Where have you gone, Ansel Adams?

(With apologies to Paul Simon who pointed out to Dick Cavett that the number of beats in the line required “Joe Dimaggio” rather than “Mickey Mantle” or, in this case, “Ansel Adams.”)

My first encounter with Photoshop was an early 90’s thing during a Mac workshop at Tulane, and it was insufficient to sway my choice of platforms. I had taken up with Corel Draw in its version 1.0 in 1989; as I recall it was the only program that actually took advantage of the Windows graphical interface in a native way. Corel added PhotoPaint to the suite and that took care of my bitmap manipulation through the 90’s. Somewhere around Version 5.0 of Photoshop I began using the Windows version of the program and kept upgrading even though my usage required an increasingly small subset of its features.

So by now we’ve all been through the era of “enhanced” images, removal or insertion of parts of images through manipulation that have led, among other things, to the firing of journalists. It’s useful to remember that what Photoshop brought to the light table was the quality and sophistication of manipulation that it made possible with digital images, results that could not be obtained with analog images.

But what I hadn’t realized until quite recently was the subtlety with which an image’s entire visual appeal could be changed using Photoshop. Having gone back and re-processed a number of my images with relatively simple techniques, I am stunned by the possibilities. If the goal of photography is to produce “yummy” looking images, then what comes out of the camera is definitely just the starting point.

My previous digital cameras produced JPEG images and never suggested to me that they would provide the original sensor data. Processing that data was hidden from me. Now, however, my camera is willing to turn the image over to me in its original state, or camera raw. It will also provide me with JPEGs, but I have begun to suspect that just as mischief could be accomplished in the analog darkroom, processing the original data was something I should participate in if only to keep a supervisory eye on theĀ proceedings.

Ice house, processed with DxO for optical correction only

The image above of the Coggeshall Farm ice house was processed from camera raw (NEF, in this case) by DxO’s Optics Pro software with correction of the optical distortions “only.” Which is to say that I accepted the DxO defaults for white balance, DxO lighting, and so forth. Of course, something has been done to the original image data to produce the white balance depicted in the JPEG above; DxO provides the algorithms that make corrections for known color distortions in the camera bodies we use.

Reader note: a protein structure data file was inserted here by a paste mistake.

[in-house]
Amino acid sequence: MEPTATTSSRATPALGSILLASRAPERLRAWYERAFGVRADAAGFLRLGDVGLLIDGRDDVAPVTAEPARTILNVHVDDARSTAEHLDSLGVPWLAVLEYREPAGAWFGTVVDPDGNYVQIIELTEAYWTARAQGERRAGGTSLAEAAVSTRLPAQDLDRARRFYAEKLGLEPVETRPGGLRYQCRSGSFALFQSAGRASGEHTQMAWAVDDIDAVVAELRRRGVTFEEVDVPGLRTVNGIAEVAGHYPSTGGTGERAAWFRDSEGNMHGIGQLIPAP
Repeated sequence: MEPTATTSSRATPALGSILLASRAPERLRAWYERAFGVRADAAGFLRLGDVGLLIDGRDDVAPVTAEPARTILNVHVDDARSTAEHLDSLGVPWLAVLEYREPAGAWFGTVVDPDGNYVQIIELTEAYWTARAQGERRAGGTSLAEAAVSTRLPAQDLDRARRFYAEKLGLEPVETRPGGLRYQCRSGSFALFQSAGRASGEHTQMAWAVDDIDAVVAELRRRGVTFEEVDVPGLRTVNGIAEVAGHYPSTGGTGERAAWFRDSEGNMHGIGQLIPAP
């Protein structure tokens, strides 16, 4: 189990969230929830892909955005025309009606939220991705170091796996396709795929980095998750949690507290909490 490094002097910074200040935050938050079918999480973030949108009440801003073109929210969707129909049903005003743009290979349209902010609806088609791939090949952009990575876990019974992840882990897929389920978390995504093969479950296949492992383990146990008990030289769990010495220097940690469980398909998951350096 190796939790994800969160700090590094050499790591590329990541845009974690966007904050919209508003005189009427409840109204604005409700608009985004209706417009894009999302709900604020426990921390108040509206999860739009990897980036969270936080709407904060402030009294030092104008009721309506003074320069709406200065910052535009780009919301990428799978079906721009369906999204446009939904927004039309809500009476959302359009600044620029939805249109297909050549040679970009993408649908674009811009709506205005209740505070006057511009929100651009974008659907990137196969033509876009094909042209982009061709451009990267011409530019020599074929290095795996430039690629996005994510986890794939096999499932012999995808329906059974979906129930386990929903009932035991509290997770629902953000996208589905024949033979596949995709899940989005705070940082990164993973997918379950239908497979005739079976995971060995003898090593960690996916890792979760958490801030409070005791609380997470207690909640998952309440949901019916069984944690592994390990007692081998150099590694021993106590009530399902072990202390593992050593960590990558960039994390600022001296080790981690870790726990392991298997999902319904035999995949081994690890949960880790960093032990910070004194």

Processed with DxO with manual changes to settings

This image of the ice house came out of DxO Optics Pro with some manual fine-tuning of my own. The intent was to produce a JPEG image that was “honest” in its depiction of the scene as I saw it this morning. Other than the exaggerated pinkish band above the tree line on the other side of the Mill Gut, the colors are unexciting but, I think, pretty accurate.

Having putzed around with Photoshop over the past few days in conjunction with a course from Lynda.com, I opened the image in Photoshop, applied a couple of adjustments, and ended up with the image below.

Ice house after Photoshop adjustments

I don’t think the color in this image is “correct,” according to my eye and memory. But it sure is “yummy.” The Queen Anne’s lace pops more, the purple clover stands out a bit, there’s a warmth to the scene that the accurate rendition lacks. It is that idealized scene that we all wish it was.

Adams showed us how to see the range of tonalities that existed all around us. He worked with the properties of light, film and photographic paper and by knowing them produced images that were both accurate and breathtaking. I have this feeling that the “accurate” part is gone with digital photography; the 1’s and 0’s of our raw images can’t be equated to the silver halide-turned-to-metallic-silver of our negatives. Breathtaking we can do. Accurate? Meh.

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